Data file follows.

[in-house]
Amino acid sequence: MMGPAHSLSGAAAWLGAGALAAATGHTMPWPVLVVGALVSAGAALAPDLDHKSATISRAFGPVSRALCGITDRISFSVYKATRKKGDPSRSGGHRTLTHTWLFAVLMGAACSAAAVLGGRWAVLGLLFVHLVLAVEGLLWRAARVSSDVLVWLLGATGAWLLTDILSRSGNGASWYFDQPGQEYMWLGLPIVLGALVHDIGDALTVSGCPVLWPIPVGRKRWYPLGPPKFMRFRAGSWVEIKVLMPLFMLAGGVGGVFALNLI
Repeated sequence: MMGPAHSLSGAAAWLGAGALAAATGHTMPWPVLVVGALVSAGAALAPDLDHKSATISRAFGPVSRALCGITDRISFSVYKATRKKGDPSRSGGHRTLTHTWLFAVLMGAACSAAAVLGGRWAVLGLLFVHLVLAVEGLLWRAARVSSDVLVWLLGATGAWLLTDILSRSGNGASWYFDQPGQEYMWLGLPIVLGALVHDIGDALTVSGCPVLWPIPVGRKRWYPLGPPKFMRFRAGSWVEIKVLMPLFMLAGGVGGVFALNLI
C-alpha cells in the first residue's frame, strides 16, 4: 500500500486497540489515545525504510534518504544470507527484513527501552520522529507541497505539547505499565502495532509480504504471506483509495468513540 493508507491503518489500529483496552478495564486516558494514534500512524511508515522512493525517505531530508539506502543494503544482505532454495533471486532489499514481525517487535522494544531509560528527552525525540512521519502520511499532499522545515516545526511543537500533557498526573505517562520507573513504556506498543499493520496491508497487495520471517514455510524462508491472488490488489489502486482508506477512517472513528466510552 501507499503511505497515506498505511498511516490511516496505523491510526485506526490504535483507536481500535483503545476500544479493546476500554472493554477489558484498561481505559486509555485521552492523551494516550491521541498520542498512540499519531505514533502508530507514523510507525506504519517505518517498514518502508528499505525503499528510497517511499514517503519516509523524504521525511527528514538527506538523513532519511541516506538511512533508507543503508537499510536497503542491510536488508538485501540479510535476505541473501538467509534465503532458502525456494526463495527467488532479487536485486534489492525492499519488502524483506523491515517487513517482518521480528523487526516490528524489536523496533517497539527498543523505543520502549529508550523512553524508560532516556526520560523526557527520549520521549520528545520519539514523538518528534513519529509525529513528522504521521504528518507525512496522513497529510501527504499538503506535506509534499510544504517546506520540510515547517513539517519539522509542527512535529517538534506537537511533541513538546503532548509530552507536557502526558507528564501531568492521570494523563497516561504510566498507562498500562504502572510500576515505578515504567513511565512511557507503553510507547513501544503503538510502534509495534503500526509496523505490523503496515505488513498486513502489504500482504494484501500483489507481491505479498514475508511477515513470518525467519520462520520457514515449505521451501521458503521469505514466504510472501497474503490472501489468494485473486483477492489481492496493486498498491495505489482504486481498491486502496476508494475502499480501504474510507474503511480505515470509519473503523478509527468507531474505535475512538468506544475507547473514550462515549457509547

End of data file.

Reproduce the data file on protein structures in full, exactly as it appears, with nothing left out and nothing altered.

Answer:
[in-house]
Amino acid sequence: MMGPAHSLSGAAAWLGAGALAAATGHTMPWPVLVVGALVSAGAALAPDLDHKSATISRAFGPVSRALCGITDRISFSVYKATRKKGDPSRSGGHRTLTHTWLFAVLMGAACSAAAVLGGRWAVLGLLFVHLVLAVEGLLWRAARVSSDVLVWLLGATGAWLLTDILSRSGNGASWYFDQPGQEYMWLGLPIVLGALVHDIGDALTVSGCPVLWPIPVGRKRWYPLGPPKFMRFRAGSWVEIKVLMPLFMLAGGVGGVFALNLI
Repeated sequence: MMGPAHSLSGAAAWLGAGALAAATGHTMPWPVLVVGALVSAGAALAPDLDHKSATISRAFGPVSRALCGITDRISFSVYKATRKKGDPSRSGGHRTLTHTWLFAVLMGAACSAAAVLGGRWAVLGLLFVHLVLAVEGLLWRAARVSSDVLVWLLGATGAWLLTDILSRSGNGASWYFDQPGQEYMWLGLPIVLGALVHDIGDALTVSGCPVLWPIPVGRKRWYPLGPPKFMRFRAGSWVEIKVLMPLFMLAGGVGGVFALNLI
C-alpha cells in the first residue's frame, strides 16, 4: 500500500486497540489515545525504510534518504544470507527484513527501552520522529507541497505539547505499565502495532509480504504471506483509495468513540 493508507491503518489500529483496552478495564486516558494514534500512524511508515522512493525517505531530508539506502543494503544482505532454495533471486532489499514481525517487535522494544531509560528527552525525540512521519502520511499532499522545515516545526511543537500533557498526573505517562520507573513504556506498543499493520496491508497487495520471517514455510524462508491472488490488489489502486482508506477512517472513528466510552 501507499503511505497515506498505511498511516490511516496505523491510526485506526490504535483507536481500535483503545476500544479493546476500554472493554477489558484498561481505559486509555485521552492523551494516550491521541498520542498512540499519531505514533502508530507514523510507525506504519517505518517498514518502508528499505525503499528510497517511499514517503519516509523524504521525511527528514538527506538523513532519511541516506538511512533508507543503508537499510536497503542491510536488508538485501540479510535476505541473501538467509534465503532458502525456494526463495527467488532479487536485486534489492525492499519488502524483506523491515517487513517482518521480528523487526516490528524489536523496533517497539527498543523505543520502549529508550523512553524508560532516556526520560523526557527520549520521549520528545520519539514523538518528534513519529509525529513528522504521521504528518507525512496522513497529510501527504499538503506535506509534499510544504517546506520540510515547517513539517519539522509542527512535529517538534506537537511533541513538546503532548509530552507536557502526558507528564501531568492521570494523563497516561504510566498507562498500562504502572510500576515505578515504567513511565512511557507503553510507547513501544503503538510502534509495534503500526509496523505490523503496515505488513498486513502489504500482504494484501500483489507481491505479498514475508511477515513470518525467519520462520520457514515449505521451501521458503521469505514466504510472501497474503490472501489468494485473486483477492489481492496493486498498491495505489482504486481498491486502496476508494475502499480501504474510507474503511480505515470509519473503523478509527468507531474505535475512538468506544475507547473514550462515549457509547